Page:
Do NOT leave packing for your Antarctica trip to a few hours before you need to leave for the airport. You do need to put a little thought into it! Chances are you’re going to Buenos Aires or Santiago before and after Antarctica which are probably going to be hot and summery, just like here in Australia. I had only 15kgs of checked baggage, so you don’t need to go overboard with your luggage.
This is the video I made after my first landing.
After that first landing, I ditched the neck gaiter/buff in favour of the scarf wrapped hijab-style around my head and neck (with beanie over the top) because I could move more easily in it.
So my packing tips for Antarctica:
* Waterproof pants from Anaconda/BCF (I bought these ones)
* Dish washing gloves over my polar fleece/thinsulate gloves – worked a treat
* Polarised sunglasses and/or polarised ski goggles – polarised all the way. It’s glary even on cloudy days.
* Lip balm & moisturiser – lots of it
* Extra memory cards
* Extra camera batteries
Cold weather saps the charge in batteries quickly. I charged both my camera batteries each night and put in a fresh one on the first outing, and usually had to swap it for a full battery on the second outing. For mobile phones: you can get adhesive heat patches for your toes/fingers – stick these on the back of your mobile phone to extend the battery life. (That tip comes directly from the expedition staff.)
On my trip (I travelled with Quark Expeditions), the jacket had:
* A thick, puffer-jacket type, removeable lining
* Two large front pockets
* Two polar fleece lined pockets directly behind the large front pockets
* Two small zip-up pockets on the chest
* An inner pocket on your chest – an excellent spot for keeping your smart phone warm!
Don’t panic too much about sizing – they have heaps of jackets and boots on board so you can swap larger/smaller if you need to. The women’s jacket is a different shape to men’s jacket. If you’re busty you may prefer a men’s jacket. The lady I shared my cabin with swapped her women’s jacket for a men’s jacket and that wasn’t a problem at all.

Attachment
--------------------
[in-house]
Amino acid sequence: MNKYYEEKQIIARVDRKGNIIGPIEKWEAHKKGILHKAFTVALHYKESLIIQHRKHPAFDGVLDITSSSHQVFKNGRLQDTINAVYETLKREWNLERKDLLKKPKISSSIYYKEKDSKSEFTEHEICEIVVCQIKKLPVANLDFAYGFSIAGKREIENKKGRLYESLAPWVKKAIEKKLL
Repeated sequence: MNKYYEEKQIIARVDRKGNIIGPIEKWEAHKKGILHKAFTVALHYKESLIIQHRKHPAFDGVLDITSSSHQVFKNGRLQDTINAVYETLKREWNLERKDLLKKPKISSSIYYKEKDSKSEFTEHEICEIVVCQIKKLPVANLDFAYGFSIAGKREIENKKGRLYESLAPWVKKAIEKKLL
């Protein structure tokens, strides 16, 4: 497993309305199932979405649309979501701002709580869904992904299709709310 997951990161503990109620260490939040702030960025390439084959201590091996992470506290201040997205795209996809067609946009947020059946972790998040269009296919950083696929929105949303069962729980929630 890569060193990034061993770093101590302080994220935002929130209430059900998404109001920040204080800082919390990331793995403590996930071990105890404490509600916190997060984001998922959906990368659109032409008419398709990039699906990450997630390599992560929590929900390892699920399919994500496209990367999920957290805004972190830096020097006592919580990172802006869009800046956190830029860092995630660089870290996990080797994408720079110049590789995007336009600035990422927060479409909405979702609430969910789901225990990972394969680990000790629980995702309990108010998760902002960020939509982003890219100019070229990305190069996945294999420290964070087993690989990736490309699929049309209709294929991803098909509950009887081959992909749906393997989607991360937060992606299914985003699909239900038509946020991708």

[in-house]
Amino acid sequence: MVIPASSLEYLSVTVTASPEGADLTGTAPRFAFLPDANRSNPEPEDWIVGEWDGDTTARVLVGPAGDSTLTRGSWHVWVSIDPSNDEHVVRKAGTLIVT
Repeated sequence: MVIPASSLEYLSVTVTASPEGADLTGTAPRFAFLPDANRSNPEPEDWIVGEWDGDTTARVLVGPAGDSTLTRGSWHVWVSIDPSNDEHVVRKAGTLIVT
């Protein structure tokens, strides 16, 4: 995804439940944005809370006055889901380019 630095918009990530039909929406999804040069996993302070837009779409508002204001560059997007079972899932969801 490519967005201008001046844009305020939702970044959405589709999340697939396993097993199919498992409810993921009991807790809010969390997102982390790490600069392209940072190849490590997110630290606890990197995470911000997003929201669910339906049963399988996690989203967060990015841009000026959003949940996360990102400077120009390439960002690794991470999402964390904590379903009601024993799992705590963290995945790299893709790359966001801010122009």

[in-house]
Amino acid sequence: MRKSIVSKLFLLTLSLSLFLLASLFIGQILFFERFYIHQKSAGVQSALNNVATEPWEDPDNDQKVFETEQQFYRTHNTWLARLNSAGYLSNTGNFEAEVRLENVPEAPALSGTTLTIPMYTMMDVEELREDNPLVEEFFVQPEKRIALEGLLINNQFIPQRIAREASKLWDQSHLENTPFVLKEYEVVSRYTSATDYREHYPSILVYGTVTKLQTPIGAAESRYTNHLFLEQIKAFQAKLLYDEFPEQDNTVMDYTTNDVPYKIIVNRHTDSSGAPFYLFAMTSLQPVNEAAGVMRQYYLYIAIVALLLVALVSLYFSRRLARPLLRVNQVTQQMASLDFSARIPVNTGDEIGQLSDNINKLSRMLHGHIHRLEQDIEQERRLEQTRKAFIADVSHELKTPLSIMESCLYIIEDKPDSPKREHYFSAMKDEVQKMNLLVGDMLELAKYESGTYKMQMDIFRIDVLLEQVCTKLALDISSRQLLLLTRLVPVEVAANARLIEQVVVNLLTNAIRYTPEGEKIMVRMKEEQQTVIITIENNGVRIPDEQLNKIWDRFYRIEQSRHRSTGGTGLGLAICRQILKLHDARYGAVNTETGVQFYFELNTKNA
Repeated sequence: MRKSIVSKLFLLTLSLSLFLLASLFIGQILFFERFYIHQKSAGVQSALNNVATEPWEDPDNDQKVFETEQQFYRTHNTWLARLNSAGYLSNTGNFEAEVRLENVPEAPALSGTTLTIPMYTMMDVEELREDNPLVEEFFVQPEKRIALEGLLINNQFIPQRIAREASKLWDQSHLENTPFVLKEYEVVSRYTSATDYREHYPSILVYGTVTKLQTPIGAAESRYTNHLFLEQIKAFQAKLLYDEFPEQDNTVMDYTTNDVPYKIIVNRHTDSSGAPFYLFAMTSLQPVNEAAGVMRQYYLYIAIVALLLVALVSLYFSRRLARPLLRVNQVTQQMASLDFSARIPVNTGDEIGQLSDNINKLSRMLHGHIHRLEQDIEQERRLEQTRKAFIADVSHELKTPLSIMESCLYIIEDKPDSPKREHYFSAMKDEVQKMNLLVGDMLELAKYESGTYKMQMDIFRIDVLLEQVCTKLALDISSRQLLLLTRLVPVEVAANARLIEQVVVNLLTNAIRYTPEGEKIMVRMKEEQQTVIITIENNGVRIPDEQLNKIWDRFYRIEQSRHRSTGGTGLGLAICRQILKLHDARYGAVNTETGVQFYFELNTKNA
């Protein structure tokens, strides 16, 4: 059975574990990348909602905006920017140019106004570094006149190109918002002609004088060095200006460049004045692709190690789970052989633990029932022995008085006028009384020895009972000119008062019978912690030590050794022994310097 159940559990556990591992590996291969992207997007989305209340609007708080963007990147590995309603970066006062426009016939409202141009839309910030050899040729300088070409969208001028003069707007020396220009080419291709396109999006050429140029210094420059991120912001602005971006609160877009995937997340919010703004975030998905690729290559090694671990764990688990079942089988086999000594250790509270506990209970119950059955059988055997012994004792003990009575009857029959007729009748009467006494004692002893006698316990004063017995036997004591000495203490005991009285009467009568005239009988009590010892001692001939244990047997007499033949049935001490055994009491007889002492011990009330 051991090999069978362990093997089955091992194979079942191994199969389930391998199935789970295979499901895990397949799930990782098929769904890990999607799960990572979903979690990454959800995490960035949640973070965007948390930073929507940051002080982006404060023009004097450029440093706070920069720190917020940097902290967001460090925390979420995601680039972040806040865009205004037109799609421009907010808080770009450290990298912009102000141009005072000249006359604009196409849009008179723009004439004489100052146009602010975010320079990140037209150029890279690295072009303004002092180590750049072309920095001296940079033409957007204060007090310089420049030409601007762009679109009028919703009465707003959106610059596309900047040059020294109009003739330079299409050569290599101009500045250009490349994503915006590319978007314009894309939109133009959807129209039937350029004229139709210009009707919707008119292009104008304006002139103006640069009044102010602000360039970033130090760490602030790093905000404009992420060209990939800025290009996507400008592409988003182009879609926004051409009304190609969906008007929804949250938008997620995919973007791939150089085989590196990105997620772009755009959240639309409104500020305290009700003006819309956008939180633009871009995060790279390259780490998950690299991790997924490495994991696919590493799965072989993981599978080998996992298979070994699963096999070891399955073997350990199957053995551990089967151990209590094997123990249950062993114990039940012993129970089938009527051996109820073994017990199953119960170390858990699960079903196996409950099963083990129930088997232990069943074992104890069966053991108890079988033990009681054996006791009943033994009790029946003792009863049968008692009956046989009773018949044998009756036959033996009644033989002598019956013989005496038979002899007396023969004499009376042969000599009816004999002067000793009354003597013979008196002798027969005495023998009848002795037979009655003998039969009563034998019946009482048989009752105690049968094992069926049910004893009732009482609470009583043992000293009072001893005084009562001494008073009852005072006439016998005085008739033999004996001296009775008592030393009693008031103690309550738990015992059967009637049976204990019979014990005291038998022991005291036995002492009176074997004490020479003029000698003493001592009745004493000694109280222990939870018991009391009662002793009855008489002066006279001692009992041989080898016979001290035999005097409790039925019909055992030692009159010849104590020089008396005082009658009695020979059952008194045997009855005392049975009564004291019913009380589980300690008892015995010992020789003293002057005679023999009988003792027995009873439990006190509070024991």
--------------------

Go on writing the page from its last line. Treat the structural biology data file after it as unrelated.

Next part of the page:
My tips for landings and zodiac cruising:
* Don’t take a backpack with you on landings; unless you have heaps of camera gear you don’t need it. If you do take a backpack, be mindful of not hitting other guests with it when you’re getting in/out of the zodiac.
* Hang your camera around your neck.
* Keep extra camera battery and memory card in a zip-up chest pocket.
* Keep a pack of tissues & lip balm in the other zip-up chest pocket.
* Keep binoculars (if you take them) in one of the large front pockets.
* I kept my mobile phone in the inner chest pocket to keep the battery from draining as I was mostly using my real camera.
I didn’t take a water bottle on outings – I did the first time, but then realised it’s just taking up room in my hands/pockets and I could survive a couple of hours without it.
This is what the dry suits look like – not flattering!! But they will keep you dry should you fall into the water! I had on 1 pair thermal leggings, tracksuit pants, thermal long sleeve shirt, thick polar fleece under the dry suit. You also have a life jacket, but I’d taken that off to climb up the hill. I think the kayaking dry suits also had the skirt-thing on it to keep water out of the kayak.
The photos of this last trip are open to the public on Facebook if you want to check them out (there are heaps of them!) Argentina & Antarctica – Feb 2019